A sixth-grade teacher at Wallowa Elementary School is changing the way the state’s deputy superintendent of public instruction thinks.
Annette Moeller, who teaches at Wallowa Elementary, has joined a group of about 20 to 25 teachers, administrators, coaches and curriculum advisers who meet to improve the graduation rate for students across the state. They report to Deputy Superintendent Salam Noor.
Moeller said only four members of the State Teacher Advising Board are from the east side — Moeller and one each from Hermiston, Baker and Vale.
Nevertheless, Moeller said, “We all have the same common vision. I feel re-energized when I get out of these meetings. Also, Deputy Superintendent Salam Noor is really hearing what we’re saying.”
The group is working on initiatives and policies being recommended or implemented by the Oregon Department of Education. They break proposals down and discuss how they might actually work “in the trenches.” By the end of their service (two years) they will have a written report that makes recommendations for changes.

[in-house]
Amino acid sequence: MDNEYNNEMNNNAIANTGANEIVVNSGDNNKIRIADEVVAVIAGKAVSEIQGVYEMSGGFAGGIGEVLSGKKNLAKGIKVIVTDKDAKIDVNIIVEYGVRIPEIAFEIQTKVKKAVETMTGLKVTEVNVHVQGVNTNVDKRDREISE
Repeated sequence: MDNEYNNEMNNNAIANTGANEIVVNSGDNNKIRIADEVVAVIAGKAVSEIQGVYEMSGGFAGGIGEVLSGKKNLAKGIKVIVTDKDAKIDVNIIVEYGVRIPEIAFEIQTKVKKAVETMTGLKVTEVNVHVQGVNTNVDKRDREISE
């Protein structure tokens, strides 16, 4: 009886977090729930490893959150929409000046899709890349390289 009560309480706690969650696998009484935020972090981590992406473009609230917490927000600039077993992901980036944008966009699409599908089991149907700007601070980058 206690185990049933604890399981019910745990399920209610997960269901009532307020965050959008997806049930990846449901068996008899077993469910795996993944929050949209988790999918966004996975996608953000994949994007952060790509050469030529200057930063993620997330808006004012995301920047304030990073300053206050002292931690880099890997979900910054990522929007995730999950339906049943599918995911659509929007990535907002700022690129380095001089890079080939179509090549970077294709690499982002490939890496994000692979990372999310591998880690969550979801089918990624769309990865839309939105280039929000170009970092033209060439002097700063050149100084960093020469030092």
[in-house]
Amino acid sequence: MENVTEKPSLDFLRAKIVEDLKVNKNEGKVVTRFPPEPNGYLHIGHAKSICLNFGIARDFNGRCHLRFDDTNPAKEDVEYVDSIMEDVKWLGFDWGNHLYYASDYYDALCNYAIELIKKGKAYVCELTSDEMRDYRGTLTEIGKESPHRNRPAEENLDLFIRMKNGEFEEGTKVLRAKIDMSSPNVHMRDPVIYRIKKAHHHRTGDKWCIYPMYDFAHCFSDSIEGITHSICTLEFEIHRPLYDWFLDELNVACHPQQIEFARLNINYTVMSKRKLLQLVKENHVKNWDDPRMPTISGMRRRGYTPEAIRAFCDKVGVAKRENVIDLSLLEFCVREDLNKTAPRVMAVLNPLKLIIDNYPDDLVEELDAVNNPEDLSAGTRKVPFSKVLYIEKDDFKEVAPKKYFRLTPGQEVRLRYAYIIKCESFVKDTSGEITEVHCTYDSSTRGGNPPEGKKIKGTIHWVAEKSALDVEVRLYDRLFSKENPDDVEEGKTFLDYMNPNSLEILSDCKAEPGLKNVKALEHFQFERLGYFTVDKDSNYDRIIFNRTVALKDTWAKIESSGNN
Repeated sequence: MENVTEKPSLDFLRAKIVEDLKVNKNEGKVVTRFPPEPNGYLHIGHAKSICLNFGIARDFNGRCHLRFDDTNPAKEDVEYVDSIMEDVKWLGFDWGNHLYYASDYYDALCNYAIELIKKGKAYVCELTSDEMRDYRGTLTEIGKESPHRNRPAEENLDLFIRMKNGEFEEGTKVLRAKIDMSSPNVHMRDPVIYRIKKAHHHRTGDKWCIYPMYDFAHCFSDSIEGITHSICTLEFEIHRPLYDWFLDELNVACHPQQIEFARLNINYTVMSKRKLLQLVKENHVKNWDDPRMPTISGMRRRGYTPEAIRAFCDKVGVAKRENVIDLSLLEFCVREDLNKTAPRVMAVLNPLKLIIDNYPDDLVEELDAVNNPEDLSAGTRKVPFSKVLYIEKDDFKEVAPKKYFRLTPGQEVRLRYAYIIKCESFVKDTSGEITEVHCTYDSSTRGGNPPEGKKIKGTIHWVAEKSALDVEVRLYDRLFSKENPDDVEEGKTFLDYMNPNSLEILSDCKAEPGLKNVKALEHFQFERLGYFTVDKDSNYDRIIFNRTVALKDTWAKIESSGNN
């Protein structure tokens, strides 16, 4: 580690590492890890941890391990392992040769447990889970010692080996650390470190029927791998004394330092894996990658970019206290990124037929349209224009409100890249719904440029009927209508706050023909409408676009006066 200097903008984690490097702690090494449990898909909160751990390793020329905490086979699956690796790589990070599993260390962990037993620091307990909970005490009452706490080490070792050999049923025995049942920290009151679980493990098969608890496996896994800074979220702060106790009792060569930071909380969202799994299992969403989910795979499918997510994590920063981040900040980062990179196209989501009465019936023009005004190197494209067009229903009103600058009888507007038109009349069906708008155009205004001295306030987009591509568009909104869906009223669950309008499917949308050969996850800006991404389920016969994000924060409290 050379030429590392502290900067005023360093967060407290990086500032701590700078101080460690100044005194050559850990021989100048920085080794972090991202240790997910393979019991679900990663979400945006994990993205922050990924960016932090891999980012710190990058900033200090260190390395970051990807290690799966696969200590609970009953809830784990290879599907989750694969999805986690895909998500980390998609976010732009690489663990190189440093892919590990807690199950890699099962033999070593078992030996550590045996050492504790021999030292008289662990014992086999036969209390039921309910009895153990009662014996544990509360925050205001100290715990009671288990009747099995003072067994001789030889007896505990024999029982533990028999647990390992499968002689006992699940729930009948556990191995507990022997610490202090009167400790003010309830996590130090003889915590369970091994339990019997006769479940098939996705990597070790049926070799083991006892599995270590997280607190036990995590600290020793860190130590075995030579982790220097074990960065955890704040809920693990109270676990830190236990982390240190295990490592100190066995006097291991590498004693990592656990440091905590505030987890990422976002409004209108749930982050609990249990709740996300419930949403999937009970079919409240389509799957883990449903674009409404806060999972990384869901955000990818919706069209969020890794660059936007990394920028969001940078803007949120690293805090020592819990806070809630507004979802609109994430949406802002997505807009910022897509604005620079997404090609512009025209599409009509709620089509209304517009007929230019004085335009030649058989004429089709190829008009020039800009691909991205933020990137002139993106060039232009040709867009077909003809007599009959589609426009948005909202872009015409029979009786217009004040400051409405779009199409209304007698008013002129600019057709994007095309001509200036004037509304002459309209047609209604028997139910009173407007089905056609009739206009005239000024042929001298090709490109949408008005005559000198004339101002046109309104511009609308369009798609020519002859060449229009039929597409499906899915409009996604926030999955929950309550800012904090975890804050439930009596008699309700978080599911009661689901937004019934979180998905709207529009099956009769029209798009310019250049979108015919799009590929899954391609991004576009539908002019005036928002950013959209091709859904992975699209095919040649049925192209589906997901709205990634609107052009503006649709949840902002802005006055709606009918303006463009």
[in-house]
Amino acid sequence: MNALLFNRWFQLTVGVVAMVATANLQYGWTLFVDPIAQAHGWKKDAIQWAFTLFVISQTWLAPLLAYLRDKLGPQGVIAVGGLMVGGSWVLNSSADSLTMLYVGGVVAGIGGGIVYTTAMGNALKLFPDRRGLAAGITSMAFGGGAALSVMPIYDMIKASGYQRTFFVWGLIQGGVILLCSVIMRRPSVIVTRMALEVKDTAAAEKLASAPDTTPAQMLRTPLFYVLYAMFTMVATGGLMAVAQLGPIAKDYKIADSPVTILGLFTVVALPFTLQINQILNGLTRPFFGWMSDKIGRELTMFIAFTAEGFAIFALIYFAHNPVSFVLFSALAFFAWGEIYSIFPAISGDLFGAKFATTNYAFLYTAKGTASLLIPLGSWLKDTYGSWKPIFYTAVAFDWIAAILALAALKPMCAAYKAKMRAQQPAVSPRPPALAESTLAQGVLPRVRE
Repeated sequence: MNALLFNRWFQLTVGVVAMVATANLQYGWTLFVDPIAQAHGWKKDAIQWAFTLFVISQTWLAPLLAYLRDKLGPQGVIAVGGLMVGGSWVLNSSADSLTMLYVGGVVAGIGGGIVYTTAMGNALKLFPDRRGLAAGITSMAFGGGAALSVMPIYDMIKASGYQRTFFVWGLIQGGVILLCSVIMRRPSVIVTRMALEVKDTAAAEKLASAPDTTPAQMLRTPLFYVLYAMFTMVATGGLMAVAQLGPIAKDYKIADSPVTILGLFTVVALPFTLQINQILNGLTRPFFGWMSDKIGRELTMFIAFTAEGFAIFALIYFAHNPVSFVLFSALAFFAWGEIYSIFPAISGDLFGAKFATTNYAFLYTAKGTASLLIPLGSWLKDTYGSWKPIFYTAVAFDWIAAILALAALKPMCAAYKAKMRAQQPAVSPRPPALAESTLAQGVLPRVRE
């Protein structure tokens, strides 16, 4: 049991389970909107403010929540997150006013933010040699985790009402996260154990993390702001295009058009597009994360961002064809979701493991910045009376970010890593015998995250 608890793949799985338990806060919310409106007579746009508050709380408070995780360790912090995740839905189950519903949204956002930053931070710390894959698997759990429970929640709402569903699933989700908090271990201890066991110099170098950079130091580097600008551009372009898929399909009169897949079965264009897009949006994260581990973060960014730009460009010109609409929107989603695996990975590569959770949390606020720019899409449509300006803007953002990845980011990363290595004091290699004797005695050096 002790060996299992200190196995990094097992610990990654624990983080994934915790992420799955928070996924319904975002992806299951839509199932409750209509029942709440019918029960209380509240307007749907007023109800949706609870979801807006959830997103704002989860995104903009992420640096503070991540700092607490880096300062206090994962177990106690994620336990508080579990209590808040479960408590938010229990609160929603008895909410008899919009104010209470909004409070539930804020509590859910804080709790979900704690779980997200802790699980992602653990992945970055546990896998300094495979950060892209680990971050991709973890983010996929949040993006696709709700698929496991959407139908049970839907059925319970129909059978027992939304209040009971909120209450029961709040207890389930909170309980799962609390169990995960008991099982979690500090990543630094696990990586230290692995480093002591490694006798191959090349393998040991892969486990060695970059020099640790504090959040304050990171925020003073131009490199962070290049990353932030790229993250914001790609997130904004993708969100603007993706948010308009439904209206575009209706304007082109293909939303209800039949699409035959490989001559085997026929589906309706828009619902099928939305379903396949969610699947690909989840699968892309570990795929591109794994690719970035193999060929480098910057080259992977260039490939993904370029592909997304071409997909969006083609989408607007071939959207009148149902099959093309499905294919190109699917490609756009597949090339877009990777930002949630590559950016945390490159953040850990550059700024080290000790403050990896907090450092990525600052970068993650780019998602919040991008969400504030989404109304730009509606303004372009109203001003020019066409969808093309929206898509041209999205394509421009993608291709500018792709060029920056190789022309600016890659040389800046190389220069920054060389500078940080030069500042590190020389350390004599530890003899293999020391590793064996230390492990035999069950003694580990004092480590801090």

“We look at how these policies work in big schools and little schools or if they work at all,” Moeller said. “We’re brainstorming on how to make things better.”
Wallowa Superintendent Bret Uptmor heard about the board and asked his teachers if anyone was willing to take on the challenge. Moeller thought about it and decided it was an opportunity.
“One of the purposes of the board was to go to the source and learn what really works,” she said. “The Oregon Department of Education decided to get feedback and expertise on how best to support educators and students.”